Refrains are an effective rhetorical device. They allow a speaker to emphasize for her audience an important idea or concept by repeating the same line over and over again at various portions of a speech. This is particularly effective in the setting where the audience is listening, without the benefit of seeing a manuscript with italics, bolds, underlines, or whatever else she may use to indicate “hey, this is important!” Think “I have a dream,” or “Yes, we can!”
Since Solomon dubs himself “the Preacher” (Ecc 1:1), we shouldn’t be particularly surprised to find him using this rhetorical device as he continues in his discourse in Ecclesiastes 2. What exactly is his refrain? We see it eight times in this chapter:
“this also was vanity” v. 1
“all was vanity” v. 11
“this also is vanity” v. 15
“all is vanity” v. 17
“This also is vanity” v. 19
“This also is vanity” v. 21
“This also is vanity” v. 23
“This also is vanity” v. 28
Vanity Cannot be Grasped
The Hebrew word for vanity means vapor—something ethereal, visible perhaps, but it slips through your fingers when you try to grab hold of it. Chapter 2 is not the first time Solomon describes something on this earth as vanity, or grasping for the wind, and it’s certainly not the last. But in some ways, the contrast of the end of the chapter with the preceding verses helps us to better understand some of the ultimate points that Solomon is making in the entire book.
This Also is Vanity
So what are the things that are vanity? A hedonistic approach to life, whether through physical pursuits of pleasure or building the life of luxury through endless hours of work. Vanity exists in the fact that at the end of life, no matter what life you lived, death meets us all in the same way. Because even in the pursuit of happiness, it cannot be grasped, even by the end of life.
Vanity because even if you pour your soul into all you do, once you are gone, someone else will get it—without having done any of the work. That even in the pursuit of those pleasurable things, the work is burdensome, sorrowful.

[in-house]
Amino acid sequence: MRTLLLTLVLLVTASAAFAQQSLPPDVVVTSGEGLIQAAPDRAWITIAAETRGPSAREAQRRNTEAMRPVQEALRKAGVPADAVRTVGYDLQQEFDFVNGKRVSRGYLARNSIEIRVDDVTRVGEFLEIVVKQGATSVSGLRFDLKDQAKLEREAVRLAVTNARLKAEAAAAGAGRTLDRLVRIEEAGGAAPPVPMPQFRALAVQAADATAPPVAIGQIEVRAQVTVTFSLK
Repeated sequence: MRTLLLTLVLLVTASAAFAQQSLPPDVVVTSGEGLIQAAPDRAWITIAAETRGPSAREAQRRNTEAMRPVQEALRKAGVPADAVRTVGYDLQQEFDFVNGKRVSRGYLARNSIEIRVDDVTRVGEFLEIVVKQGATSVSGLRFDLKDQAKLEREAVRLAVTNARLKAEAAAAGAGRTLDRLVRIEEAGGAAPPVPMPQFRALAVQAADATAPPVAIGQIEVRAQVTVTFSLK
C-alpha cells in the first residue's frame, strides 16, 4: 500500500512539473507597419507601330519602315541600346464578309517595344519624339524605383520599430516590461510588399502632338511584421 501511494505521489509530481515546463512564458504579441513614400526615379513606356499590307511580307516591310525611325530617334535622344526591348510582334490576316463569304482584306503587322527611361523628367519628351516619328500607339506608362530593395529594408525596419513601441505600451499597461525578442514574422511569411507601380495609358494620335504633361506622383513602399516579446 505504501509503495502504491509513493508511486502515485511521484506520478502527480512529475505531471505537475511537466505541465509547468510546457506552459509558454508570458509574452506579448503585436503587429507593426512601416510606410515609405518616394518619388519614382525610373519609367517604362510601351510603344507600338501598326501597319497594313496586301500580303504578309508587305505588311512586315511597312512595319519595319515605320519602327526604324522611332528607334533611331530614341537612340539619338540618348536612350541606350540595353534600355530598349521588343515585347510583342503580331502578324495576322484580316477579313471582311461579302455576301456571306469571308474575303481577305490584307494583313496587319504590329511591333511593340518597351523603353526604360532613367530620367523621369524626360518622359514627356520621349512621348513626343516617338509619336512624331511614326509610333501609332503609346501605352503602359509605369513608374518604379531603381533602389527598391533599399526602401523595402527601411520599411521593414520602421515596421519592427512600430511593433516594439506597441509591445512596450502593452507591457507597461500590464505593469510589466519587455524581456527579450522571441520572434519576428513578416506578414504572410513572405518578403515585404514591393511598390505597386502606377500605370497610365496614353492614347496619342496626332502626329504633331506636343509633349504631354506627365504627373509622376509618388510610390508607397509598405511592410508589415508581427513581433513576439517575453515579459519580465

Is it me, or does this sound a lot like life today? I’m going to follow my heart (the “bodily” agent through which he is exercising “wisdom”) to whatever it tells me I should do. I’m going to work hard, play hard, and build up a good life for myself. Okay, so maybe many millennials are rejecting this approach to life, but what about later in the chapter when Solomon is considering wisdom, folly, and madness? The pursuit of self-improvement? Still following our hearts? At the end of the day, while it seems like there is something that might be there, it cannot be grasped. Vanity.
From the Hand of God
So where’s the good news? “There is nothing better for a person than that he should eat and drink and find enjoyment in his toil. This also, I saw is from the hand of God, for apart from Him, who can eat or who can have enjoyment?” Ecclesiastes 2: 24-25, ESV.
But wait a second. Didn’t Solomon just say that the pursuit of pleasure and work was vanity? How can there be nothing better than this?
There’s a subtle shift. It goes from “me” and “I” focusing on finding pleasure, luxury, work, etc., in order to grab hold to meaning in my life and looking to God, for He is the one who infuses what we are doing with meaning. Apart from God, we cannot grasp the very things we are so quick to seek out for ourselves in desperation.
Which brings us to the last utterance of the chapter’s refrain. What also is vanity? What is it that Solomon darkens the brief ray of light he briefly broke through with? That the one whom is favored by God gets knowledge, wisdom, and joy, but the sinner is busy laboring only to give to the favored one. This sounds harsh. But I think it goes back to the breakthrough verses above. We’re all engaged in the hustle of life—but what makes all the difference is whether we recognize that God is a part of it.